mediate

adjective
me·di·ate | \ˈmē-dē-ət \

Definition of mediate 

(Entry 1 of 2)

1 : occupying a middle position

2a : acting through an intervening agency

b : exhibiting indirect causation, connection, or relation the disease spreads by mediate as well as direct contactVeterinary Record

mediate

verb
me·di·ate | \ˈmē-dē-ˌāt \
mediated; mediating

Definition of mediate (Entry 2 of 2)

transitive verb

1a : to bring accord out of by action as an intermediary (see intermediary entry 2 sense 1a) endeavored to mediate East-West differences on several important issuesCollier's Year Book

b : to effect by action as an intermediary (see intermediary entry 2 sense 1a) mediated a settlement that was satisfactory to both sides

2a : to act as intermediary (see intermediary entry 1 sense 2) agent in bringing, effecting, or communicating : convey individuals … mediate the culture to the child— Margaret Mead

b : to transmit as intermediate mechanism or agency

intransitive verb

1 : to interpose between parties in order to reconcile (see reconcile sense 1a) them

2 : to reconcile (see reconcile sense 1b) differences

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Other Words from mediate

Adjective

mediacy \-dē-ə-sē \ noun
mediately adverb

Verb

mediative \-ˌā-tiv \ adjective
mediatory \-ə-ˌtȯr-ē \ adjective

Choose the Right Synonym for mediate

Verb

interpose, interfere, intervene, mediate, intercede mean to come or go between. interpose often implies no more than this. interposed herself between him and the door interfere implies hindering. noise interfered with my concentration intervene may imply an occurring in space or time between two things or a stepping in to stop a conflict. quarreled until the manager intervened mediate implies intervening between hostile factions. mediated between the parties intercede implies acting for an offender in begging mercy or forgiveness. interceded on our behalf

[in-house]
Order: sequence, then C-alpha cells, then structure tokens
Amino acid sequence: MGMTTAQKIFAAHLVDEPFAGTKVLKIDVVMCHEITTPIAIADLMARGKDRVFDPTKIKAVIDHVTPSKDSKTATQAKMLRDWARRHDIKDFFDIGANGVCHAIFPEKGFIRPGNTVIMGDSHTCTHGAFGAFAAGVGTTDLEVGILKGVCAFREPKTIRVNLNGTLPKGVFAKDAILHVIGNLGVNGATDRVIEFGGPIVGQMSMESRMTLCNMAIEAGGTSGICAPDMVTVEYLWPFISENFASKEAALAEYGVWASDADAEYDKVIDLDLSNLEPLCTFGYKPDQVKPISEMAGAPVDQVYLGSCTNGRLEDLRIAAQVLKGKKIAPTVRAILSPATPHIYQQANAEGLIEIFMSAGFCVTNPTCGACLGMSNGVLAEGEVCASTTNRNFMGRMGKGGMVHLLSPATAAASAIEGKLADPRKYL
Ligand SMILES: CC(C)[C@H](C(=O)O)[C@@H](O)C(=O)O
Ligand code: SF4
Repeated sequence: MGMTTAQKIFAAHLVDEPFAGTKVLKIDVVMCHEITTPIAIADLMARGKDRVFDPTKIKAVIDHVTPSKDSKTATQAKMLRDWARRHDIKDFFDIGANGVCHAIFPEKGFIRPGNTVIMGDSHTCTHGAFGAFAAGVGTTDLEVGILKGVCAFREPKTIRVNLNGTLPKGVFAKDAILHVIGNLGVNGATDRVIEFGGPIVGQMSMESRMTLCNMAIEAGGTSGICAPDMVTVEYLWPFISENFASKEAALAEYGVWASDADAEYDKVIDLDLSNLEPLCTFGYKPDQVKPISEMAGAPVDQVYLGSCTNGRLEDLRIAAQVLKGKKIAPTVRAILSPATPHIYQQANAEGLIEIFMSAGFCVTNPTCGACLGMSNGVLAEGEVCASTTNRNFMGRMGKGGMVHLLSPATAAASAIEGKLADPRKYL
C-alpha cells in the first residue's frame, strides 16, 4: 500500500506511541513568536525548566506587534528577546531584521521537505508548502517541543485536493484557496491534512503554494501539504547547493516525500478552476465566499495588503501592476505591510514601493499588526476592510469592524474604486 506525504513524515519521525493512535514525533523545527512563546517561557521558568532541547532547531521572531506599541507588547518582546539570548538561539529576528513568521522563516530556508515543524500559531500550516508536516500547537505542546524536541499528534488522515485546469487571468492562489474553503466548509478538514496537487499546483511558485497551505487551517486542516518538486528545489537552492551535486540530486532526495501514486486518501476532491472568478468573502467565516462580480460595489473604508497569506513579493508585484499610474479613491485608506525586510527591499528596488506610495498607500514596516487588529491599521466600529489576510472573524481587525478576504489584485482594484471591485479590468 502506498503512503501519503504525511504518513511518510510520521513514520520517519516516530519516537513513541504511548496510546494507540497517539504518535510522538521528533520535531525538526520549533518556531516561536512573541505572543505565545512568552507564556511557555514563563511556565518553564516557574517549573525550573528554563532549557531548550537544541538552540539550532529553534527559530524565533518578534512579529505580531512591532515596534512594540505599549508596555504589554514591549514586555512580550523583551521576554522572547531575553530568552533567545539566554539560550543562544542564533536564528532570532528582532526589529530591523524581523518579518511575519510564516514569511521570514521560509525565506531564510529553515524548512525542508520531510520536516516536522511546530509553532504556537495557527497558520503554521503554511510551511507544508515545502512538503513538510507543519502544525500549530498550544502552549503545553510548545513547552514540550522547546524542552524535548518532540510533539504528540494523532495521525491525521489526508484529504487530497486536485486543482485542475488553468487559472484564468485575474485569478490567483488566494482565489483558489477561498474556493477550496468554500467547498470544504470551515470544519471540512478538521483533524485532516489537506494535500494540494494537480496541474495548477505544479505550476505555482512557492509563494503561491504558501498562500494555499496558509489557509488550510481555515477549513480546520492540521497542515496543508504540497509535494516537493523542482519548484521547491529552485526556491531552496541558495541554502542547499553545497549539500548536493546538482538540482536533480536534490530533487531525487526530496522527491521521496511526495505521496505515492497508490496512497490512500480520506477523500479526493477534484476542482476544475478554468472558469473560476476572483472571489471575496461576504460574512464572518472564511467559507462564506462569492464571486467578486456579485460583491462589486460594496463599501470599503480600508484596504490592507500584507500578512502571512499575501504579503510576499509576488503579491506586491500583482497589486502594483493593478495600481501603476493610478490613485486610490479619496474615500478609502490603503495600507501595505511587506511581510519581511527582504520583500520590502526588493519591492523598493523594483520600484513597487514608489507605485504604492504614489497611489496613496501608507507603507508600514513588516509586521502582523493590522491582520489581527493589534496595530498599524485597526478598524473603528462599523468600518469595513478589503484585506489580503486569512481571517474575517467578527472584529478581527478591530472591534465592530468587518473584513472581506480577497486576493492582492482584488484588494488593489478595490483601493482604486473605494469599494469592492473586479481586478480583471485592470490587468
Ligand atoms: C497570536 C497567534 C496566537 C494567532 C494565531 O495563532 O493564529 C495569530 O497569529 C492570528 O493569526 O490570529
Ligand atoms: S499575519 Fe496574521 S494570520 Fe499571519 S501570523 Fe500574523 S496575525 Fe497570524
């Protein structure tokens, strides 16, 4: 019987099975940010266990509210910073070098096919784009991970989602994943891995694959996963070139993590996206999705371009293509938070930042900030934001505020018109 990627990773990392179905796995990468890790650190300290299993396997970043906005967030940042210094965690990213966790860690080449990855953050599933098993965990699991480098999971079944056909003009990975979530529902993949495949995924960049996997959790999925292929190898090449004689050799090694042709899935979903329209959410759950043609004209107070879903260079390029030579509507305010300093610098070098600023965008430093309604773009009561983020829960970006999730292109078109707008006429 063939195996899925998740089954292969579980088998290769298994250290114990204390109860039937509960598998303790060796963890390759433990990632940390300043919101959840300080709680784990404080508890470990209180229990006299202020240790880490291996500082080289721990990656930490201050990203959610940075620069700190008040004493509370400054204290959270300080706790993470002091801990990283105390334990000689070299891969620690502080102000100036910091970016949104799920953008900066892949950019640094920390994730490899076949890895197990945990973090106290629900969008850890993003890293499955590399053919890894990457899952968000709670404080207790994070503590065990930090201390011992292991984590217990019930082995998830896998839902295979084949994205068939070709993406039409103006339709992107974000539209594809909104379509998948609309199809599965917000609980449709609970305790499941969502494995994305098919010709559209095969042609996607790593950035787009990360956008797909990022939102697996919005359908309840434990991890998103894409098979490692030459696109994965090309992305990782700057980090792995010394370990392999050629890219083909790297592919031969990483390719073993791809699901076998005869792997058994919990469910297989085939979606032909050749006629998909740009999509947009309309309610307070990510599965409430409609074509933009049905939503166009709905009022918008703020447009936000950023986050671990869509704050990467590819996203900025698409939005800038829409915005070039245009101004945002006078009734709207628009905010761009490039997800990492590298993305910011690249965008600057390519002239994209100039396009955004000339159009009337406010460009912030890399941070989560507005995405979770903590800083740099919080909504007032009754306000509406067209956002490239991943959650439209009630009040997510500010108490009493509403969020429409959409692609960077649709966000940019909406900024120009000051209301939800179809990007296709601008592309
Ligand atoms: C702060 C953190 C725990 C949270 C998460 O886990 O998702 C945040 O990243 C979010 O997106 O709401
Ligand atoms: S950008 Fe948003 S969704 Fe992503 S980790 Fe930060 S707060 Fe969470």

Did You Know?

Mediation is often used in disputes between companies and labor unions, and the government actually provides mediators for such disagreements. The mediator tries to bring the two sides to an agreement, but doesn't have the power to actually order such an agreement. Mediators also sometimes have a role in international disputes; when two neighboring countries claim exclusive fishing rights in the same ocean waters, for example, they may invite a trained mediator to help settle the argument. Arbitration is similar to mediation, but in arbitration both parties in a dispute agree to accept the arbitrator's decision.

Examples of mediate in a Sentence

Adjective

has a black-and-white view of human nature, believing that there is no mediate state between good and evil

Verb

He has been appointed to mediate the dispute. He is attempting to mediate a settlement between the company and the striking workers. Negotiators are trying to mediate a cease-fire.
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Recent Examples on the Web: Verb